Judge tosses land management plans after ousting Pendley from role

A federal judge unraveled the work of former Bureau of Land Management (BLM) acting Director William Perry Pendley, throwing out land management plans in Montana in a case that could jeopardize the agency’s work elsewhere across the country. The late Friday ruling is a win for the state of Montana, with Montana-based District Judge Brian Morris cri1ticizing the Department of the Interior for “novel and last-ditch legal arguments.” It’s the second major decision in the case after Morris last month determined Pendley had violated federal vacancy laws by "serv[ing] unlawfully ... for 424 days" through a series of temporary orders. He gave the Department of the Interior 10 days to justify why it shouldn’t throw out many of the decisions Pendley The decision holds promise for environmental groups, who have a list of at least 30 land management plans overseen by Pendley they’d like to see reversed, many of which limit the scope of national monuments or open up significant portions of federal lands to oil and gas drilling. Pendley “had not been properly appointed to the position, and instead had exercised authority as acting BLM director through a series of unlawful delegations,” Morris wrote in reference to the maneuvers that kept him in the acting director role for over a year. “Any exclusive function of the BLM director performed by Pendley is invalid.” BLM said in a statement it will “fight this outrageous decision,” arguing the suit “comes at the expense of the great people of Montana who, for the time being, are subjected to decades old [resource management plans] that limit Montanans’ ability to work, recreate, and conserve our public lands.”...MORE

Supreme Court To Hear Cases Tied To Trump's Policies On Mexico Border

The U.S. Supreme Court said it will hear cases that involve the U.S. "Remain in Mexico" policy and the border wall, two of President Trump's most controversial attempts to limit migration across the southern border with Mexico. In one case, the justices will review a 9th U.S. Circuit Court of Appeals ruling from early 2020 that briefly forced the Trump administration to halt its practice of making thousands of people seeking asylum at the southern border wait in Mexico for the U.S. to process their claims. The Supreme Court allowed the policy, formally known as the Migrant Protection Protocols, or MPP, to remain in effect in March as the issue made its way through a legal back-and-forth. In the other case, Trump v. Sierra Club, the high court will hear a dispute over the administration's use of military funding to build sections of the president's long-promised border wall. Lower courts had frozen billions in funding, but the Supreme Court granted a stay in the summer of 2019 that allowed the government to spend money from the Defense Department budget to build parts of a wall along the border with Mexico...MORE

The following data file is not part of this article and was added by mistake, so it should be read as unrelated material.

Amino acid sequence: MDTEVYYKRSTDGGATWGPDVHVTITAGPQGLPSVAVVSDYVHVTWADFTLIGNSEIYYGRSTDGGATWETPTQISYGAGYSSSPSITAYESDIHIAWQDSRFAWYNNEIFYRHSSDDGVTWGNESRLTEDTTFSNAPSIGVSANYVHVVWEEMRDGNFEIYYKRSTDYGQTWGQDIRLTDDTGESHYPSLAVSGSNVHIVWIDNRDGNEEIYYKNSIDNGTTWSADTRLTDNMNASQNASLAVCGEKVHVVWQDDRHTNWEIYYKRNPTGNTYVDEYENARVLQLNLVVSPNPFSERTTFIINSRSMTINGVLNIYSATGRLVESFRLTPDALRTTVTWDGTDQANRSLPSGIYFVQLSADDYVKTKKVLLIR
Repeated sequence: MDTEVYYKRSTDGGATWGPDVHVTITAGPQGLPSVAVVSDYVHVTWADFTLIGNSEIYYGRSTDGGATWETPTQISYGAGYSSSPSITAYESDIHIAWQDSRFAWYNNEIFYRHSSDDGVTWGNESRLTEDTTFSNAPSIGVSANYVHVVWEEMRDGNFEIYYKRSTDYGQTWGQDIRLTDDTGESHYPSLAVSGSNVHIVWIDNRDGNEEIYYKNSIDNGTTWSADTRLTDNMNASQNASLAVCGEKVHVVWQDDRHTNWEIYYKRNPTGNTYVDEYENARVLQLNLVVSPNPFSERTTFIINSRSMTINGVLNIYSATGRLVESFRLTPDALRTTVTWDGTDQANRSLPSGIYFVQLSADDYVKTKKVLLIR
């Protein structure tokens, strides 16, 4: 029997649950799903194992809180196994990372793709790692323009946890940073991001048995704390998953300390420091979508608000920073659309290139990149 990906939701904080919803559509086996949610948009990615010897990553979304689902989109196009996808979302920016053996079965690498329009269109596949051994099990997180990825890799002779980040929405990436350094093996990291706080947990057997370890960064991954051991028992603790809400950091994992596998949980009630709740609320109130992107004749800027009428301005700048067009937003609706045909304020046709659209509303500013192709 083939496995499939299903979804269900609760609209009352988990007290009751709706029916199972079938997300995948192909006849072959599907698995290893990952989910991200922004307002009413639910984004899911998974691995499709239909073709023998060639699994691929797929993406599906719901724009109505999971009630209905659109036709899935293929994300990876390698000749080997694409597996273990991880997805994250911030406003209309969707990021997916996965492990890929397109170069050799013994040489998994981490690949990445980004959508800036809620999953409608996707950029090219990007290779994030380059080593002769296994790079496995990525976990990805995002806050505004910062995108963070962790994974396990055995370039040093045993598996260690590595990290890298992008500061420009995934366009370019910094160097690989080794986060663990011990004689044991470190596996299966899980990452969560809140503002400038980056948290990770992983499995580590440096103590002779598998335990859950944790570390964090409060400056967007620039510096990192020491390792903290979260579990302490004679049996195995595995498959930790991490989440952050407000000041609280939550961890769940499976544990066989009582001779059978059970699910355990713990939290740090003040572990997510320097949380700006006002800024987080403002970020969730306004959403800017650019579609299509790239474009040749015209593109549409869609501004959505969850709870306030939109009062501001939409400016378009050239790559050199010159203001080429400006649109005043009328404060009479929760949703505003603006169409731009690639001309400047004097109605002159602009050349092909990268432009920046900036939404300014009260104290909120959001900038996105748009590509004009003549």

AFBF: Estate Taxes Are A Threat to Family Farms

 ...Farms with assets above the estate tax exemption often must liquidate some of those assets to meet estate tax obligations, which can reach as high as 40% of the taxable amount. Estate taxes are a particular concern for farmers and ranchers because they are based on the market value of the asset; given the consistent appreciation in agricultural land and assets, this can be very high for farm and ranch families. A limitation on the estate tax exemption means that each year, fewer and fewer farm families will be protected from the estate tax– a clear risk to the continuity of family farms.

...During 2020, the national average value of farm real estate, including all land and buildings on farms, was $3,160 per acre, unchanged from 2019’s record high. Based on this, it would take approximately 3,700 acres to reach the current $11.58 million estate tax exemption.

Importantly, over the last decade, the value of farmland in the U.S. has increased by nearly 50%, or $1,010 per acre. Given that increase, it would take 32% fewer acres to reach the estate tax exemption level in 2020 than it would have in 2010.

Based on the most recent Census of Agriculture, more than 74,000 family farmers were operating 2,000 or more acres in 2017, suggesting that approximately 3.6% of the more than 2 million family farms could potentially have farm assets that exceed the estate tax exemption. These 74,000 farms operate more than 449 million acres, indicating that nearly 50% of the farmland in the U.S. could face increased liquidation pressure upon the transfer of assets at death.

Realizing that on average 15% of total farm assets come from assets other than real estate such as farm machinery or livestock, these numbers actually understate the number of family farms that could have assets that exceed the estate tax exemption. If the current $11.5 million estate tax exemption level is not made permanent, in 2026 the estate exemption would fall to an inflation-adjusted $5 million. In 2020 dollars, the $5 million exemption level would be approximately $5.8 million, pushing the threshold for triggering the estate tax down to approximately 1,800 acres. When evaluating this threshold on a state-by-state level, more than 156,000 farms, or nearly 8% of farms would be impacted. These farms account for more than 582 million acres, indicating that as much as 65% of farmland could be operated by farms above the inflation-adjusted $5 million estate exemption level.


Ranch Radio Song of the Day

Its Swingin' Monday and we have Jim Stringer & The AM Band with Wrong John (2016). THE WESTERNER